It is said that global warming has taken a break over the last decade or so. This is not true. Surface temperatures (air, sea surface, and ice) have increased over this period of time, though less so than previous years. Also, there are various indicators that the coming year or so may be extra warm, depending on what happens in the Pacific Ocean. Perhaps more importantly, deep sea temperatures seem to have gone up, and since most of the effects of anthropogenic global warming are seen in the ocean (over 90% of the extra heat goes there), changes in the rate of global warming at the surface can easily be the result of short term changes in exactly where the heat goes. (I discuss this in detail here: The Ocean is the Dog. Atmospheric Temperature is the Tail and About That Global Warming Hiatus… #Fauxpause.)
Recent research has suggested that part of the recent slow down in global surface warming, and other fluctuations, have resulted from the fact that the Earth’s surface is not as evenly sampled as one would like, and certain areas that have heated up quite a bit lately such as the Arctic and interior Africa are underrepresented in the data.
Some of the variation in surface warming has been attributed by some researchers to a phenomenon known as the Atlantic Multidecadal Oscillation (AMO). “Oscillations” are a common phenomenon in climatology. Generally speaking, this is where a major variable (temperature or air pressure) in a given area or between two areas shifts back and forth around a mean. The AMO in particular has been a bit difficult to figure out, or for that matter, to prove that it really even exists. Part of the problem is that a single oscillation, which involves seas surface temperatures over the Atlantic Ocean, may have a period of forty or even eighty years. For this reason, the high quality record of surface temperature change allows us to only see a couple of full oscillations, and this makes it hard to characterize and even harder to explain causally.
According to Michael Mann, lead author of a paper just out addressing the pause and its relationship to the AMO, “Some researchers have in the past attributed a portion of Northern Hemispheric warming to a warm phase of the AMO. The true AMO signal, instead, appears likely to have been in a cooling phase in recent decades, offsetting some of the anthropogenic warming temporarily.”
One application to understanding recent changes in the rate of warming in the context of the AMO is the so-called “Stadium Wave.” This is an actual Stadium Wave, a phenomenon seen at sporting events:
The climate Stadium Wave idea as proposed by Judith Curry suggests that certain changes in surface conditions related to the AMO result in swings in surface temperature that actually explain the long term “global warming curve” enough to discount or reduce the presumed effects of global warming. Curry’s Stadium Wave is a kind of emergent property of climate, where this and that thing happens and results in a large effect because of compounding variables.
It’s complicated. Here is an abstract from a paper by MG Wyatt and JA Curry explaining it:
A hypothesized low-frequency climate signal propagating across the Northern Hemisphere through a network of synchronized climate indices was identified in previous analyses of instrumental and proxy data. The tempo of signal propagation is rationalized in terms of the … Atlantic Multidecadal Oscillation. Through multivariate statistical analysis of an expanded database, we further investigate this hypothesized signal to elucidate propagation dynamics. The Eurasian Arctic Shelf-Sea Region, where sea ice is uniquely exposed to open ocean in the Northern Hemisphere, emerges as a strong contender for generating and sustaining propagation of the hemispheric signal. Ocean-ice-atmosphere coupling spawns a sequence of positive and negative feedbacks that convey persistence and quasi-oscillatory features to the signal. Further stabilizing the system are anomalies of co-varying Pacific-centered atmospheric circulations. Indirectly related to dynamics in the Eurasian Arctic, these anomalies appear to negatively feed back onto the Atlantic‘s freshwater balance. Earth’s rotational rate and other proxies encode traces of this signal as it makes its way across the Northern Hemisphere.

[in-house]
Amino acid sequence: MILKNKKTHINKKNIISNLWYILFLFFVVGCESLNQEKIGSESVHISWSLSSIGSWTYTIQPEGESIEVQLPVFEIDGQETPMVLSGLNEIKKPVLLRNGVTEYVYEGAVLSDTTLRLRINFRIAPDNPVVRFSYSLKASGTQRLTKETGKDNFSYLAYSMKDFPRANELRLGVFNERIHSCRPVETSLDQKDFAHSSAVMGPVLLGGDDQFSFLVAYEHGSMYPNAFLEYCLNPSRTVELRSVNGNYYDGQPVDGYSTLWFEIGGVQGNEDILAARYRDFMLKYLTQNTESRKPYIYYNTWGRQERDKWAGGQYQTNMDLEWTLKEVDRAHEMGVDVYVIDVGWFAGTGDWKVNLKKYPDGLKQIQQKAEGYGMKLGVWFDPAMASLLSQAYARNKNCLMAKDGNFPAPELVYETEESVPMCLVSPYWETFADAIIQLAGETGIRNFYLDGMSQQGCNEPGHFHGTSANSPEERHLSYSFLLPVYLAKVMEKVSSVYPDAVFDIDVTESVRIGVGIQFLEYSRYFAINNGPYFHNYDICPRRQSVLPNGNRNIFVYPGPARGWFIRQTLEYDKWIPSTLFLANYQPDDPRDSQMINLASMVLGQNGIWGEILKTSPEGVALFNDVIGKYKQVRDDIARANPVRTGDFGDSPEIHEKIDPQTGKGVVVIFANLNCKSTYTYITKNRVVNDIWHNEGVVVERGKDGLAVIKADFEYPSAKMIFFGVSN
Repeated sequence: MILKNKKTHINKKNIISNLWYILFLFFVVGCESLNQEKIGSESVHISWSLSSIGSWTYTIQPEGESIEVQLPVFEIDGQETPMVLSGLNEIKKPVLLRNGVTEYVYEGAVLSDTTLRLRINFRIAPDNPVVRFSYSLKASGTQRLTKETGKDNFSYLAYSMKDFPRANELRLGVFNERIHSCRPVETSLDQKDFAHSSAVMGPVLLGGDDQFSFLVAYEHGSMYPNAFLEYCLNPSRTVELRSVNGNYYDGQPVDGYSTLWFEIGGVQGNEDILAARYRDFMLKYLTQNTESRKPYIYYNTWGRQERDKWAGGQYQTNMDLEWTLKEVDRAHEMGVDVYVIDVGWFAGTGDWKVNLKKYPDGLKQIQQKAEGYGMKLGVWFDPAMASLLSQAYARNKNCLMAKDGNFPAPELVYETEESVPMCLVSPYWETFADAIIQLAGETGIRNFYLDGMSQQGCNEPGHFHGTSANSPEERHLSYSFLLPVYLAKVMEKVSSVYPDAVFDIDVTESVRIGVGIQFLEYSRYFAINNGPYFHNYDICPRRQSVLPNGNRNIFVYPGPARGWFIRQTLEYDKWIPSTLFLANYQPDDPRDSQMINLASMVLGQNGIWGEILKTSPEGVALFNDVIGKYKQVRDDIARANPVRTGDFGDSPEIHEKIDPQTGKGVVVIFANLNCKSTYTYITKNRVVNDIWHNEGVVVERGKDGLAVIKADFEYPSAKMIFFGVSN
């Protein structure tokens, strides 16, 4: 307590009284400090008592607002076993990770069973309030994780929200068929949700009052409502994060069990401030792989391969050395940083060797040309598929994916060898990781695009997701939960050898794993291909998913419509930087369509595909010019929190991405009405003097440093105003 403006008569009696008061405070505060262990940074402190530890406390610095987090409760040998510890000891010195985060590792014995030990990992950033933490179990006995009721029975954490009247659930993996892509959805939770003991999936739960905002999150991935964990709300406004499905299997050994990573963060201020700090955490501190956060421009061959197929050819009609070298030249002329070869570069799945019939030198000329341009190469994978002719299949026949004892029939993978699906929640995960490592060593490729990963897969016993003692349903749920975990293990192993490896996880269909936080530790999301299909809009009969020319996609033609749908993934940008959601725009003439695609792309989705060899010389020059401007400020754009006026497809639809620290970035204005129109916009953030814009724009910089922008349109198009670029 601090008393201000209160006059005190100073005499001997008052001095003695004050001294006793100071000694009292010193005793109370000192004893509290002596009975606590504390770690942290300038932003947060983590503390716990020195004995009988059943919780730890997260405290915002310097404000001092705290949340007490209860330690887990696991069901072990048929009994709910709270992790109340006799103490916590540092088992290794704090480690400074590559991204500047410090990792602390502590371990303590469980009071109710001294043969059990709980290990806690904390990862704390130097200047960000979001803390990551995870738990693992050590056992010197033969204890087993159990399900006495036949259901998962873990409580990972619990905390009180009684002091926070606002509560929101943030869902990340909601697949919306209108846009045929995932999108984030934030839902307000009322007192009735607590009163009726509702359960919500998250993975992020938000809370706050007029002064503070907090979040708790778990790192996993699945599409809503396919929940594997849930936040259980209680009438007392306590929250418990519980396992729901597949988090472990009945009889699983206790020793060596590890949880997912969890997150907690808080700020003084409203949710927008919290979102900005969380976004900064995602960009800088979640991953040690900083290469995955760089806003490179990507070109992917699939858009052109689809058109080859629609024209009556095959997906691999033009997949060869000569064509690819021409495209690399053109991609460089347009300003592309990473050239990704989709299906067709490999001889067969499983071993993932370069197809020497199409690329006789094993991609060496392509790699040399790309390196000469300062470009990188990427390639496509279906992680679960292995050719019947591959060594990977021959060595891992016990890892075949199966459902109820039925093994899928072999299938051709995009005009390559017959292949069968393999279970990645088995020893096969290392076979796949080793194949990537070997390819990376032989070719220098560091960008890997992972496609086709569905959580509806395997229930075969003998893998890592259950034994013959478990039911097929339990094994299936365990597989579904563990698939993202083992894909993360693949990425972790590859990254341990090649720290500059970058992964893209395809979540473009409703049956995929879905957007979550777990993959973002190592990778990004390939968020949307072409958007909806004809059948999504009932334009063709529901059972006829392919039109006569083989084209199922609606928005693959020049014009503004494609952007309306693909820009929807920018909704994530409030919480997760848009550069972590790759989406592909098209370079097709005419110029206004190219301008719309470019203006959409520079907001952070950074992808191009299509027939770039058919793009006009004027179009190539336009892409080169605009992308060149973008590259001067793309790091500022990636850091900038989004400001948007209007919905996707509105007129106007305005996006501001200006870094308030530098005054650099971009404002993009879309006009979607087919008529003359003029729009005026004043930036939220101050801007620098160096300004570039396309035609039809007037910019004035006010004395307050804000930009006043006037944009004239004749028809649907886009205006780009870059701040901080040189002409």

This led to a number of statements and predictions by Curry, which have been parsed out here.
For the past 15+ years, there has been no increase in global average surface temperature…
The stadium wave hypothesis provides a plausible explanation for the hiatus in warming and helps explain why climate models did not predict this hiatus. Further, the new hypothesis suggests how long the hiatus might last.
The ‘hiatus’ will continue at least another decade
Climate models are too sensitive to external forcing
Hiatus persistence beyond 20 years would support a firm declaration of problems with the climate models
Incorrect accounting for natural internal variability implies: Biased attribution of 20th century warming [and] Climate models are not useful on decadal time scales
So, the Stadium Wave model goes a long way to explain recent surface temperature trends, and seriously calls into question the viability of climate models that show a strong human influence on global warming and that predict future catastrophic warming. For this reason, the Stadium Wave hypothesis brings up key questions, and if there is evidence either supporting it or falsifying it, that would be of utmost importance.